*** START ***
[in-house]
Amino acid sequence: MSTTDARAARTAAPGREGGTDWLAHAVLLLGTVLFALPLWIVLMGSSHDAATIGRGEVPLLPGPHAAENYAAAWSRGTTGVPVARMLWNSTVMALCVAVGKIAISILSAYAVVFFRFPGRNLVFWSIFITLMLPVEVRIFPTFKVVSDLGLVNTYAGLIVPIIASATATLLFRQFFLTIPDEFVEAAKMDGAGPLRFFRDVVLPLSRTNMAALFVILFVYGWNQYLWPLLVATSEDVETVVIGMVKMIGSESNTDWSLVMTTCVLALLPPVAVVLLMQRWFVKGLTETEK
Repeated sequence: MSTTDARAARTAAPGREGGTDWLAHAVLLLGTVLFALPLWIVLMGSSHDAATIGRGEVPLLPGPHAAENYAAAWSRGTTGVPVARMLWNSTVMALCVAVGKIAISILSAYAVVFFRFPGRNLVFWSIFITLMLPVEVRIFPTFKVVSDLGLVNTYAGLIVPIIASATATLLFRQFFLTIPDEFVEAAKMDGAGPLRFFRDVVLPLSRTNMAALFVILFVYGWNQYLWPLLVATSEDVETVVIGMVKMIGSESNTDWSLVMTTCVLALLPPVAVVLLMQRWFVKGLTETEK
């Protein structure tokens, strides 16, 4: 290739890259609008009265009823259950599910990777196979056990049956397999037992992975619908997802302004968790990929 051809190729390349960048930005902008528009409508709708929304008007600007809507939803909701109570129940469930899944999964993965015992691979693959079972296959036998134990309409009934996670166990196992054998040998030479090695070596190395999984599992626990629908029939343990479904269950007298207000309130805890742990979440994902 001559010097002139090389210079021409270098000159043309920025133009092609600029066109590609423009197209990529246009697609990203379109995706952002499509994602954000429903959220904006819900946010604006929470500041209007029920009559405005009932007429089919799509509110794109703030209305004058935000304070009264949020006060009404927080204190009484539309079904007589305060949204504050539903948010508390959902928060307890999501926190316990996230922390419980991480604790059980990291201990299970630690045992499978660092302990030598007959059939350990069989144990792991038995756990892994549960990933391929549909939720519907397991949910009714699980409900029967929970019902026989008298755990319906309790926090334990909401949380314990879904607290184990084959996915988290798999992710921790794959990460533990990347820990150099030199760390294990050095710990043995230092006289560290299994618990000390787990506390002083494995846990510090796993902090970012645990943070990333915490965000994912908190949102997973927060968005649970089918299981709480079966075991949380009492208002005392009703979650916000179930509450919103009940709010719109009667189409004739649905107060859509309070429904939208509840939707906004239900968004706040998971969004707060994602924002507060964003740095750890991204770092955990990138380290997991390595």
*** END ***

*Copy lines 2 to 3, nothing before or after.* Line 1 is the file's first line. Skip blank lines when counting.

Amino acid sequence: MSTTDARAARTAAPGREGGTDWLAHAVLLLGTVLFALPLWIVLMGSSHDAATIGRGEVPLLPGPHAAENYAAAWSRGTTGVPVARMLWNSTVMALCVAVGKIAISILSAYAVVFFRFPGRNLVFWSIFITLMLPVEVRIFPTFKVVSDLGLVNTYAGLIVPIIASATATLLFRQFFLTIPDEFVEAAKMDGAGPLRFFRDVVLPLSRTNMAALFVILFVYGWNQYLWPLLVATSEDVETVVIGMVKMIGSESNTDWSLVMTTCVLALLPPVAVVLLMQRWFVKGLTETEK
Repeated sequence: MSTTDARAARTAAPGREGGTDWLAHAVLLLGTVLFALPLWIVLMGSSHDAATIGRGEVPLLPGPHAAENYAAAWSRGTTGVPVARMLWNSTVMALCVAVGKIAISILSAYAVVFFRFPGRNLVFWSIFITLMLPVEVRIFPTFKVVSDLGLVNTYAGLIVPIIASATATLLFRQFFLTIPDEFVEAAKMDGAGPLRFFRDVVLPLSRTNMAALFVILFVYGWNQYLWPLLVATSEDVETVVIGMVKMIGSESNTDWSLVMTTCVLALLPPVAVVLLMQRWFVKGLTETEK